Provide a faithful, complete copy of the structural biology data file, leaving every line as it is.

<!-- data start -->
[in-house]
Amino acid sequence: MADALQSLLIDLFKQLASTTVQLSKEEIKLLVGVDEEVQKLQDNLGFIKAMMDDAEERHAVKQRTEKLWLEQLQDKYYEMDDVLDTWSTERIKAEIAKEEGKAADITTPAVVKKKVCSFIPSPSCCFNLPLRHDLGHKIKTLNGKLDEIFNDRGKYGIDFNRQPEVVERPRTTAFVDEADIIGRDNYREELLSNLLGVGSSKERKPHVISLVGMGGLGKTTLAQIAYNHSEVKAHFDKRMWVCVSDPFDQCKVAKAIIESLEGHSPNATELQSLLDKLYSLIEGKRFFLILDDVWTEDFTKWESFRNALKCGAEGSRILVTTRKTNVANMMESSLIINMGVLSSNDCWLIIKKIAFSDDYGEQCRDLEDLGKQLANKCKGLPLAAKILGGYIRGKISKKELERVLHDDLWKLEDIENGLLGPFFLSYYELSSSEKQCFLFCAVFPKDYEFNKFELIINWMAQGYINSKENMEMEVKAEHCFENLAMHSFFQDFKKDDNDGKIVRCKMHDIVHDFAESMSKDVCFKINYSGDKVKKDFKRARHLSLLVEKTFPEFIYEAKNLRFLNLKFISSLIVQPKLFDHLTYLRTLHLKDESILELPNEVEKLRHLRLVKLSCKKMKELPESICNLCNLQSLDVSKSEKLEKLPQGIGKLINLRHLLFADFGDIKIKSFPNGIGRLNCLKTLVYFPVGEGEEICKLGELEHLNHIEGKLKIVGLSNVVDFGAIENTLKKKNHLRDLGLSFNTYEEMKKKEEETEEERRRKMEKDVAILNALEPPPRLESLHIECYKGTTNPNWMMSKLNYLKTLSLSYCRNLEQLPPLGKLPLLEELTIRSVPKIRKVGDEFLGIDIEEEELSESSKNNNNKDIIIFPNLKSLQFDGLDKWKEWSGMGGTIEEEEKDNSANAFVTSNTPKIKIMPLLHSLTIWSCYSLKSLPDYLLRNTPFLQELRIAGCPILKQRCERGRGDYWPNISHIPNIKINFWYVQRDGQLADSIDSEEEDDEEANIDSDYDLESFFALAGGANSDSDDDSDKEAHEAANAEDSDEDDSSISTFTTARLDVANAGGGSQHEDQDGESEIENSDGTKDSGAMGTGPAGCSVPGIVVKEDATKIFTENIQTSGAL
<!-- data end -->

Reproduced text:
[in-house]
Amino acid sequence: MADALQSLLIDLFKQLASTTVQLSKEEIKLLVGVDEEVQKLQDNLGFIKAMMDDAEERHAVKQRTEKLWLEQLQDKYYEMDDVLDTWSTERIKAEIAKEEGKAADITTPAVVKKKVCSFIPSPSCCFNLPLRHDLGHKIKTLNGKLDEIFNDRGKYGIDFNRQPEVVERPRTTAFVDEADIIGRDNYREELLSNLLGVGSSKERKPHVISLVGMGGLGKTTLAQIAYNHSEVKAHFDKRMWVCVSDPFDQCKVAKAIIESLEGHSPNATELQSLLDKLYSLIEGKRFFLILDDVWTEDFTKWESFRNALKCGAEGSRILVTTRKTNVANMMESSLIINMGVLSSNDCWLIIKKIAFSDDYGEQCRDLEDLGKQLANKCKGLPLAAKILGGYIRGKISKKELERVLHDDLWKLEDIENGLLGPFFLSYYELSSSEKQCFLFCAVFPKDYEFNKFELIINWMAQGYINSKENMEMEVKAEHCFENLAMHSFFQDFKKDDNDGKIVRCKMHDIVHDFAESMSKDVCFKINYSGDKVKKDFKRARHLSLLVEKTFPEFIYEAKNLRFLNLKFISSLIVQPKLFDHLTYLRTLHLKDESILELPNEVEKLRHLRLVKLSCKKMKELPESICNLCNLQSLDVSKSEKLEKLPQGIGKLINLRHLLFADFGDIKIKSFPNGIGRLNCLKTLVYFPVGEGEEICKLGELEHLNHIEGKLKIVGLSNVVDFGAIENTLKKKNHLRDLGLSFNTYEEMKKKEEETEEERRRKMEKDVAILNALEPPPRLESLHIECYKGTTNPNWMMSKLNYLKTLSLSYCRNLEQLPPLGKLPLLEELTIRSVPKIRKVGDEFLGIDIEEEELSESSKNNNNKDIIIFPNLKSLQFDGLDKWKEWSGMGGTIEEEEKDNSANAFVTSNTPKIKIMPLLHSLTIWSCYSLKSLPDYLLRNTPFLQELRIAGCPILKQRCERGRGDYWPNISHIPNIKINFWYVQRDGQLADSIDSEEEDDEEANIDSDYDLESFFALAGGANSDSDDDSDKEAHEAANAEDSDEDDSSISTFTTARLDVANAGGGSQHEDQDGESEIENSDGTKDSGAMGTGPAGCSVPGIVVKEDATKIFTENIQTSGAL